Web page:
An entrepreneur with philanthropic philosophy

Over a cuppa

An entrepreneur with philanthropic philosophy

His life has seen a roller coaster ride—from confusion in the initial stages to grand success. A Princeton University drop out, Manoj Bhargava, a philanthropist and an entrepreneur, is estimated to be worth four billion US dollars, according to the Forbes magazine.

Bhargava is said to have made millions from “5-hour energy”, two ounce caffeine and vitamin elixir. But unlike the others from his ilk, Bhargava has committed over 90 per cent of his wealth to charitable causes. He has established an NGO in India, which currently has been operating several developmental projects in the hill state of Uttarakhand. He visits his country of birth quite frequently.

Born in Lucknow, Bhargava had once worked as a construction labour, cleaning contractor, accounting clerk, taxi driver, printing press operator and business manager. Bhargava set up The Hans Foundation (THF), which is a charitable trust fund, in 2009.

The foundation has been supporting at least 151 organisation across 25 states and union territories, with 406 completed and many ongoing projects in the areas of healthcare, education, disability, livelihood, water and sanitation.

The foundation provides grants and financial aid to grassroots organisations that directly serve the communities and also partners with larger international organisations for increased impact and large-scale work. Deccan Herald's Sanjay Pandey spoke to Bhargava.

Excerpts:
What prompted you to turn to philanthropy?
I feel that anyone who has more than they need has a responsibility to the poor. It’s not that I woke up one day and turned to philanthropy, it’s a sense of duty. Helping the poor is the best thing someone can do with their money. I’ve never been interested in buying wasteful things.

Why is that we find very few philanthropists in India?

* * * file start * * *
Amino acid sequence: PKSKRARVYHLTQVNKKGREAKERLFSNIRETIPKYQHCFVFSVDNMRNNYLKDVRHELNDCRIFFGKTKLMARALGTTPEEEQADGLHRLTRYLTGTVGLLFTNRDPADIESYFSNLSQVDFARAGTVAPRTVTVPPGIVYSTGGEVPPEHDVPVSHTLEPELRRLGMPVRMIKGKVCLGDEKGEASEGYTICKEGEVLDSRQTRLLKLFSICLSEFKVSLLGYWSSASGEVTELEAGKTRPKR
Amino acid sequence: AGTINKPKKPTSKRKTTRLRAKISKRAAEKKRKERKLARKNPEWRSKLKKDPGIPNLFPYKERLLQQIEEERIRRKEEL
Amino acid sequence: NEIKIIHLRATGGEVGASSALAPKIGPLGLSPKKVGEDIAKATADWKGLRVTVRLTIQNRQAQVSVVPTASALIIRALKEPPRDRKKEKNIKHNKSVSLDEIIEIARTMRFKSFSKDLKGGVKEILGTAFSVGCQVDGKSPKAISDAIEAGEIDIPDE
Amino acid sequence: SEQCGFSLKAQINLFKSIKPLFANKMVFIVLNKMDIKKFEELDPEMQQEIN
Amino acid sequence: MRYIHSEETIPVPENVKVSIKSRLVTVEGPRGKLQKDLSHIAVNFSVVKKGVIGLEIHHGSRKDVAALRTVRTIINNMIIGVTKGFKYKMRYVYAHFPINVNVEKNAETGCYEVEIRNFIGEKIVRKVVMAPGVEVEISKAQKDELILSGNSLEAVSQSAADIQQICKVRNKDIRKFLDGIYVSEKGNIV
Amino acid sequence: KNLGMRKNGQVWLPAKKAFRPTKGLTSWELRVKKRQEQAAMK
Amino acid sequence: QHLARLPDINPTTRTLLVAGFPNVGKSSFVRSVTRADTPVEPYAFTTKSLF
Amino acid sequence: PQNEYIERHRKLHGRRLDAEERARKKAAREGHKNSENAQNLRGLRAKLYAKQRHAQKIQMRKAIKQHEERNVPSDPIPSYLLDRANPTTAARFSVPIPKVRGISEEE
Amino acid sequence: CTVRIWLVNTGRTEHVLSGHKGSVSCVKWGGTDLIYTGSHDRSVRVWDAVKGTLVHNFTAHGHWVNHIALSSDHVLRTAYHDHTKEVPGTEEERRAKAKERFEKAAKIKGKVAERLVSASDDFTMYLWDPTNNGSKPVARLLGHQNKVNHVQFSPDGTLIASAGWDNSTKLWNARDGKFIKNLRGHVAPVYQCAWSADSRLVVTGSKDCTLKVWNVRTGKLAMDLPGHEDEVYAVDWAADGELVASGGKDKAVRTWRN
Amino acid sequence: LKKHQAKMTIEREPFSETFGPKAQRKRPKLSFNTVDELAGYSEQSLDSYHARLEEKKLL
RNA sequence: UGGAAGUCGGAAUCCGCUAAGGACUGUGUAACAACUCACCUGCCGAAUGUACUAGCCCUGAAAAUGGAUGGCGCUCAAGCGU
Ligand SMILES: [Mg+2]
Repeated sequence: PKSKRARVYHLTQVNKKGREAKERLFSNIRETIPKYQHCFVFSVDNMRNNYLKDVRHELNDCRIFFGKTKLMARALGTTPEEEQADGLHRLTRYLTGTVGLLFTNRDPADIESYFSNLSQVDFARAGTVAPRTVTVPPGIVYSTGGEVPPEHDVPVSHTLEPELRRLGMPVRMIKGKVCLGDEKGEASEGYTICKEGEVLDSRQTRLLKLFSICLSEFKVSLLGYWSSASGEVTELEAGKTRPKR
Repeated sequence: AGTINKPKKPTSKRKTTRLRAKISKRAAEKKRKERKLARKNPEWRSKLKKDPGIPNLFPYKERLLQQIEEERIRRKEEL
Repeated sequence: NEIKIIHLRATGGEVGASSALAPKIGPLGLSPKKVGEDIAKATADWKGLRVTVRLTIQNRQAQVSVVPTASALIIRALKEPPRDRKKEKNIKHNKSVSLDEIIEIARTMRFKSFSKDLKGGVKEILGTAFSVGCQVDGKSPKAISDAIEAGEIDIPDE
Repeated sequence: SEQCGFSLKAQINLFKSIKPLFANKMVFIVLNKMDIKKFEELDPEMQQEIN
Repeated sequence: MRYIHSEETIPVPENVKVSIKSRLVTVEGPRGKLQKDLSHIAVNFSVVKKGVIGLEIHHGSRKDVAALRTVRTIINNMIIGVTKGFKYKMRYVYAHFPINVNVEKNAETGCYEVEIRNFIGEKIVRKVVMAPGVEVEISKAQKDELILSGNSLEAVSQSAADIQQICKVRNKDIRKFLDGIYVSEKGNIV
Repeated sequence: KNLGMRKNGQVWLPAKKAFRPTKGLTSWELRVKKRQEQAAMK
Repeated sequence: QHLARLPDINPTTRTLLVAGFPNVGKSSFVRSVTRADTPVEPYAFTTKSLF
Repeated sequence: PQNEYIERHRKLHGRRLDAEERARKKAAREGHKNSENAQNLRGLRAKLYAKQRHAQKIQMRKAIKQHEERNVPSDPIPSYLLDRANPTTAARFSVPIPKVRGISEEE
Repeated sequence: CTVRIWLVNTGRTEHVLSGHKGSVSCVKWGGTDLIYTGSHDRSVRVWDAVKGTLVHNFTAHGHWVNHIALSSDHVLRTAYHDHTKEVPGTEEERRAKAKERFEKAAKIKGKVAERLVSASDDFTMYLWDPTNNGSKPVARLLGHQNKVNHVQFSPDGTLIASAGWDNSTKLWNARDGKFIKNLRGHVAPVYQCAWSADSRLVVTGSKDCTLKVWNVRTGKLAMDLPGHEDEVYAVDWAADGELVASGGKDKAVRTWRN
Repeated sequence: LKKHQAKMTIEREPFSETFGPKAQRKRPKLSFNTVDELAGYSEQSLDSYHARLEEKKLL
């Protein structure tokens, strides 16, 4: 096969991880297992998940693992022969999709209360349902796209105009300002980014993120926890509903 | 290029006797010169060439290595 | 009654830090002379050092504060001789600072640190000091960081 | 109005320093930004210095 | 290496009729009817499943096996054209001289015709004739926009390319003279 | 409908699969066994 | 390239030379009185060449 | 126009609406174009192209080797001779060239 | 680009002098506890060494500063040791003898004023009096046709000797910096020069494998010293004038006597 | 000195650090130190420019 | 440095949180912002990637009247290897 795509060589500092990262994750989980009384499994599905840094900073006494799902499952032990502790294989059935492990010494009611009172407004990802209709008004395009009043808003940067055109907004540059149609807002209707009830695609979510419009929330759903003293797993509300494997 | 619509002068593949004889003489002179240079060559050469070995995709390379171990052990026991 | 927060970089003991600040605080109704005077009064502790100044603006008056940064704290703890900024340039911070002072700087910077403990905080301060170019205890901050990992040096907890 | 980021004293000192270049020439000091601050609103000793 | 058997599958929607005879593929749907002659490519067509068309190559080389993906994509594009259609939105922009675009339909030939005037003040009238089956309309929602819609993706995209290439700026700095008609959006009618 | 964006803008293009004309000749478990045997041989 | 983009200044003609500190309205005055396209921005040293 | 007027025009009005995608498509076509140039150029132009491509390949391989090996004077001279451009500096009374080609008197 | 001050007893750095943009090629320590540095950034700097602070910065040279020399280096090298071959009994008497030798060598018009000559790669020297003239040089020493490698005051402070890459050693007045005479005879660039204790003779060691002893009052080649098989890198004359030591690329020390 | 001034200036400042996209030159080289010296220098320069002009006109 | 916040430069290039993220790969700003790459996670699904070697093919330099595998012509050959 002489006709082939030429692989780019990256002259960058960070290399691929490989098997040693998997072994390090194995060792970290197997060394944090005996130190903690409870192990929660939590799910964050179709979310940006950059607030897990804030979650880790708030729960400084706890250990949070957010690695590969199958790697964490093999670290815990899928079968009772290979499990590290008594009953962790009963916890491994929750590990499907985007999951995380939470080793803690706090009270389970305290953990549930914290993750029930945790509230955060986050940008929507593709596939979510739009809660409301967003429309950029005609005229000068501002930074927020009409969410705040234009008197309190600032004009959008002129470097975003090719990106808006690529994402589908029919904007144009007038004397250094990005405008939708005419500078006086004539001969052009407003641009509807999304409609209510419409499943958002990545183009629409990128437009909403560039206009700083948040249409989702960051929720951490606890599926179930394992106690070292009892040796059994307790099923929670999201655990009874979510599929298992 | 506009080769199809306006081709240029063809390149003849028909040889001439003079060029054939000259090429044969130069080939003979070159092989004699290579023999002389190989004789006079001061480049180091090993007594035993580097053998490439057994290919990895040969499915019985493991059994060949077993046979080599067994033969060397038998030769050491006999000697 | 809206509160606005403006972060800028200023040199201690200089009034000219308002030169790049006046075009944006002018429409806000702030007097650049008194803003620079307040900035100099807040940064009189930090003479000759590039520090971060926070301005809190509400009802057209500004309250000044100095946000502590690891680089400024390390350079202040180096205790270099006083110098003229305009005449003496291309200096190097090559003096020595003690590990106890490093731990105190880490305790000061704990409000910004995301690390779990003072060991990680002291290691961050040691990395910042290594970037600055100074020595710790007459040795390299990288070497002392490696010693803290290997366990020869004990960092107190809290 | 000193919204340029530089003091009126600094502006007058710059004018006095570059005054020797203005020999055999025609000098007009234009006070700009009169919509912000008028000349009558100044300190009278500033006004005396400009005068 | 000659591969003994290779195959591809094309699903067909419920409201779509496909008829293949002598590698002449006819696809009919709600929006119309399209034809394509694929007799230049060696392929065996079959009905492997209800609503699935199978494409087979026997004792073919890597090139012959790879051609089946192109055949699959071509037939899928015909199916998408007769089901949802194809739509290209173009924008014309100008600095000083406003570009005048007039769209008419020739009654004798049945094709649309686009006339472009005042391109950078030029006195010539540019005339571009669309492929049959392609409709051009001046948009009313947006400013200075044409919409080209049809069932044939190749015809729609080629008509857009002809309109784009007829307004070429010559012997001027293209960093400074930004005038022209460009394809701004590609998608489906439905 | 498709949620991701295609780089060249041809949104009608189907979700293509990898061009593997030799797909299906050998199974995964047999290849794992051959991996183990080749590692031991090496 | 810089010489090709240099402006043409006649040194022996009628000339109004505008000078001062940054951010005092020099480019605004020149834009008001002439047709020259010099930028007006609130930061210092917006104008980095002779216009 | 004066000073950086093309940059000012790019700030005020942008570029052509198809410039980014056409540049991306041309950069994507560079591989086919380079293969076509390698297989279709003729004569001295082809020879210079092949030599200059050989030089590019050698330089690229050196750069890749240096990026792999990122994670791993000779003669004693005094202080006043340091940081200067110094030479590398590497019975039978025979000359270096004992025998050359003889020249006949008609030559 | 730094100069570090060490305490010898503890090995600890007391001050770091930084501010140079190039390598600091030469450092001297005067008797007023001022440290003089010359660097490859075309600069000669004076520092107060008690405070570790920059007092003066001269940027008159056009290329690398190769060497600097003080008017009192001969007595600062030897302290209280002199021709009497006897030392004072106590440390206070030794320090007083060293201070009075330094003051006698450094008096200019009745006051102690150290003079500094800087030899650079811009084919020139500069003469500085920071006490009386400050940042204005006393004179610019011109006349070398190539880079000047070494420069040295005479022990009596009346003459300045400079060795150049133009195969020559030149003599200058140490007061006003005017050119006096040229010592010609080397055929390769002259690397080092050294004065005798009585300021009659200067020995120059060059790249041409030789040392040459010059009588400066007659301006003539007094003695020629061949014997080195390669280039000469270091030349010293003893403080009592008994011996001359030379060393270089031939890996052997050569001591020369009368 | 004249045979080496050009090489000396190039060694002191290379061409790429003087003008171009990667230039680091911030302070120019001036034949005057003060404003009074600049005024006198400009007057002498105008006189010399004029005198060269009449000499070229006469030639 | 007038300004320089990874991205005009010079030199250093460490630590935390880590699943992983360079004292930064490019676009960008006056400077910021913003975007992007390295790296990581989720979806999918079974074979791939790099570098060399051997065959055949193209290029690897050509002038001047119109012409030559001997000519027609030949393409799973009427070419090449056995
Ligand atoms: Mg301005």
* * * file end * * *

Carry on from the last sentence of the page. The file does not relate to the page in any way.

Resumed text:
I’m not sure about that; you’ll have to check with those people about their
commitments. I’m not too concerned with that. I’m more focused on our work. Maybe we’ll inspire some people to get into philanthropy.
Yours seem to be rags to riches story--from a construction labour to owner of a company.

What's your success formula?
There’s no set formula, a lot of it is just to use your common sense in business and to have determination, but I also feel you need a little bit of luck.

Any reason behind selecting Uttarakhand for development?
Uttarakhand is source of the Ganga river and the cradle of Indian civilisation. A lot of wise thoughts and good ideas have their origins in Uttarakhand. We felt that it was the right place to scale up our effo­rts because they are of manageable size, the people really need our support, and the government has been very supportive. It’s very important for a government to allow organisations such as ours to work freely and remove bureaucratic obstacles. The Uttarakhand government is very enthusiastic about working with us.

You are from Lucknow. Any plans for UP?
We are supporting quite a lot of work in UP. We have partnered with the Rajiv Gandhi Foundation and they are doing some amazing work. I went there last year. I really enjoyed seeing what they have done with their women’s empowerment movement.

Which area do you think need more attention in India?
It’s important to clearly identify the cause of some of the major issues, and then come up with a solution. For example, we found out that the best way of bringing medical relief to some of these poor communities wasn’t through recruiting thousands of doctors. It’s by giving them clean drinking water and an adequate diet. I really believe self-pro­­c­laimed experts tend to make issues far more complicated than they really are.

Your son too has joined social service? Were you his inspiration?
I’m not quite sure what his inspiration was, but early on he decided he wasn’t very interested in working in the business world and making lots of money. In fact, after he graduated from college, he left his first job in just  a few months. Since then he’s been working for the foundation. His job is to find simple scalable solutions to issues in rural villages. He has found quite a few of the projects we are scaling up.

What’s your idea of charity?
My idea of charity is any project that significantly reduces suffering for poor.

How would you evaluate the performance of the NGOs in India?
Some of the best NGOs are in India. Some are truly amazing and some people have sacrificed a lot to run these NGOs. But there are a few others that are very bad and they take advantage of people. Our job is to find the best ones and work with them.

Were your parents also into philanthropy?
My parents have supported many NGOs over the years. They have also supported many scholarship progra­mmes for hard working students. Many students with good grades have quit because they can’t afford higher education. My parents gave them scholarships.

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